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What Rembrandt Teaches Us About the Gospel

Rembrandt

My favorite artist is Rembrandt because of his story, his use of biblical imagery, and the fact he places himself in the paintings he paints. This is what good art does it envelopes you; it swallows you and emerges you into its story. My favorite painting of his is the Return of the Prodigal Son. It’s been the background on my iPhone for four or five years now. I put it on my phone because I wanted to be daily reminded that I am prone to wander like the son, that I growing up in the church and never leaving home left home on my heart, and lastly, I’m called to be the father who loves both those who have wandered far from home and those who have wandered while never leaving home. The gospel points out my sin points me to Christ, and redirects me to run toward sinners.

The Return Of The Prodigal Son

I recently replaced it for the time being with Christ calms the storm. A painting that depicts arguably the best depiction of God’s trust in His Father and our trust in ourselves in all of scripture.

The biblical scene pitches nature against human frailty – both physical and spiritual. The panic-stricken disciples struggle against a sudden storm, and fight to regain control of their fishing boat as a huge wave crashes over its bow, ripping the sail and drawing the craft perilously close to the rocks in the left foreground. One of the disciples succumbs to the sea’s violence by vomiting over the side. Amidst this chaos, only Christ, at the right, remains calm, like the eye of the storm. Awakened by the disciples’ desperate pleas for help, he rebukes them: “Why are ye fearful, O ye of little faith?” and then rises to calm the fury of wind and waves. Nature’s upheaval is both cause and metaphor for the terror that grips the disciples, magnifying the emotional turbulence and thus the image’s dramatic impact.

Michael Zell


Jesus Calms The Sea of Galilee

There are many ironic elements of this masterpiece. The first is the fact it was stolen in 1990 from the Isabella Gardener Museum in Boston. Most experts believe it to be the work of organized crime to be used as ransom to free jailed crime bosses. The irony is that since it was taken, there has been wave after wave of stolen peace in our lives and in our countries collective experience. I do not believe that the theft precipitated our lack of collective peace. It is only a cultural artifact that points to our loss of peace by righting our ship on our terms.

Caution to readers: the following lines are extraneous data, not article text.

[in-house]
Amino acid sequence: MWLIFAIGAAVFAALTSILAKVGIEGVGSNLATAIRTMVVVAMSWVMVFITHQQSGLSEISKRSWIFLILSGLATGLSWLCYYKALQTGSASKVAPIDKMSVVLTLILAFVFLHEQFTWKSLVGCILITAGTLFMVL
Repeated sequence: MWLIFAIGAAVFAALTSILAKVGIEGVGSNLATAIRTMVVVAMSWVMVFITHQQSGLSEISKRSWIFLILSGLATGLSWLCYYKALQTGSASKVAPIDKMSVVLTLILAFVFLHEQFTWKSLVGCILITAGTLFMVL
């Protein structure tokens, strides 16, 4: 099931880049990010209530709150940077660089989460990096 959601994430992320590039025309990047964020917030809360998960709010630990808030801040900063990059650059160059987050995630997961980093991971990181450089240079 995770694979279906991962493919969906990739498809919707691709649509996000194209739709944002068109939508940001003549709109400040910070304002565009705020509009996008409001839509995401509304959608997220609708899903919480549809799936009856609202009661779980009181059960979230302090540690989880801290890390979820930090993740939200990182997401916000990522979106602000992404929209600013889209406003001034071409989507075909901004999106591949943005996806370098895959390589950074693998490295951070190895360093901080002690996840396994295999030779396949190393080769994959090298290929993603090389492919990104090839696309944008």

In each of the disciples, you see their reactions to the storm. Some fight with the rigging, some puke over the edge, some run to wake the sleeping Christ. The funny thing is as I study the painting, Rembrandt’s only seascape, I find myself in each of the sailors. I often try to fix things myself; other times, I feel overwhelmed with anxious thoughts, and I’m the guy hanging over the edge of the boat. This picture on my lock screen, and one day a reproduction on my wall, reminds me to run to Jesus.

Another interesting aspect of this iconic work is how, in the middle of the darkness, the face of Christ is lit not from the sun hitting it but from the interior light of God. A light that came to subdue the works of the devil, as John tells us in John 1:4-5 In Him was life, and that life was the light of men. 5 The Light shines in the darkness, and the darkness has not overcome it.

Perhaps the most haunting part of Christ In The Storm On The Sea Of Galilee is Rembrandt himself. Rembrandt was famous for his self-portraits and for placing himself in his paintings in the middle of the action. It was as if he was preaching to us through the canvas. The most famous example of this is during the same year he painted the Sea of Galilee; he painted The Raising of the Cross where Christ was crucified, and his cross was being raised by several men most of them you could not see their faces because of shadows. Rembrandt’s face was bathed in light, telling all who looked upon it that He Rembrandt Van Rijn was the chief of all sinners.

In The Sea of Galilee, Rembrandt is staring out of the painting at you and me and looking at us in such a way as to invite us into the scene. He is saying when the waves come, where do you run. Could you walk through life with a trust that is otherworldly? I think Rembrandt was staring at himself, reminding himself to trust God in the middle of his storms and his storms were many.

Trying to summarize the many misfortunes of Rembrandt’s life can be overwhelming. They are not unlike those of the prodigal son. After having lost his son Rumbartus in 1635, his first daughter Cornelia in 1638, and his second daughter Cornelia in 1640, Rembrandt’s wife Saskia, whom he deeply loved and admired, dies in 1642. Rembrandt is left behind with his nine-month-old son, Titus. After Saskia’s death, Rembrandt’s life continues to be marked with countless pains and problems.

Henri Nouwen

He is looking at us. But his use of light is pointing us to Christ. Rembrandt was not a preacher, but he did preach with his paint, and he did proclaim with his brushes. His legacy is one of someone who, in the middle of the storm after losing three children, pointed us to Christ. He still does. In the middle of 2020 and the sorrows, we have faced and will face, know that Christ your Redeemer is asleep but not inattentive. He reminds us that our Father is mighty and will not perish.

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Sam Luce has been the children’s pastor at Redeemer Church in Utica, New York for the past 14 years. Currently he serves as the Utica campus pastor and the Global family pastor. A prolific blogger and popular children's conference speaker, Sam has worked in children's ministry for over 23 years and is also a contributing editor to K! magazine.